DEAR MISS MANNERS: I seem to have a penchant for noticing clothing tags that have been inadvertently left out while dressing. (As opposed to those tags that are strategically sewn on to best allow the wearer to become a free billboard for the designer.)
This has become a point of some contention between me and my teenage daughter. She thinks it's inappropriate (not to mention embarrassing, but then isn't that my job?) for me to point out to someone that their tag is out. I've even been known to gently tuck it in if it's at the collar of a woman of a similar age to mine.
I think I'm doing a service, my daughter thinks it's none of my business. I remember one particular time when I was at arguably one of the best restaurants in the country, and in walked a beautifully dressed woman and man, with the tag on the woman's dress sticking out for all the world to see. As we all waited for our tables I gently made my way over and subtly told her of the grooming error. I can assure you she was grateful.
Mercifully, my daughter was not with me at the time. I do ignore far more than I point out -- I'm not a stalker.
GENTLE READER: It is nice to be socially concerned, and Miss Manners supposes it is also a good idea to have a specialty. But she worries about those gentle tucks, which seem to allow for the possibility of your creeping up on unsuspecting ladies and thrusting an icy hand down their backs.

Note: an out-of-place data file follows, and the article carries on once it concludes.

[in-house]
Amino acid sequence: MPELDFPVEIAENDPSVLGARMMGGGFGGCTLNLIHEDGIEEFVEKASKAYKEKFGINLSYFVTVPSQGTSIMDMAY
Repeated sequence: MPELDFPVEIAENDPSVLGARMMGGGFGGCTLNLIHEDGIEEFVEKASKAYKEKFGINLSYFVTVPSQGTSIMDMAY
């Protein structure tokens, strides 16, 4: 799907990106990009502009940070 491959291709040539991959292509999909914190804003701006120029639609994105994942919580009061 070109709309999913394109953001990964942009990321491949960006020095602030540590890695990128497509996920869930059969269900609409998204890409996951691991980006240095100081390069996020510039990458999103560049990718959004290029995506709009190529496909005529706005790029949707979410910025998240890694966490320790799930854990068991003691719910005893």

The rule about such corrections -- and Miss Manners can think of worse clothing errors of which the wearers would be grateful to be informed in time to salvage their appearance -- is that they must be made in confidence and that the problem must be easily fixable on the spot. If you can manage to be really discreet, no one else need know about it -- neither the tag-wearer's escort nor your daughter.
DEAR MISS MANNERS: In these increasingly etiquette-free times, I have stumbled on what appears to me to be a new and slightly unsettling expression of etiquette. I am referring to the strange phenomenon wherein a driver pulls a harebrained (and often dangerous or even illegal) maneuver -- cutting me off, running a red light in front of me, or such -- then smiles and waves thanks, as if permission to pull the maneuver had actually been requested and granted, when in fact neither is the case.
I am not referring to a similar situation, where the other driver musters up a shrug and grin of apology, which I can accept. I am speaking of a cheerful and guilt-free offer of gratitude.
I realize it is churlish of me to find fault in anyone showing the good manners to thank me, but I am afraid the feeling this inspires in me is closer to road rage than warm and fuzzy. I would like your comments on this phenomenon, and what, if anything, I can do with my unseemly feelings.
GENTLE READER: Drive off with them. Or drive them off. The unseemly feelings, that is.
You make an interesting observation. Miss Manners had noticed that look without considering how it implies complicity on the part of the innocent. But while she is always pleased to have the sights along the roads pointed out to her, she does not advise detouring off the path of politeness.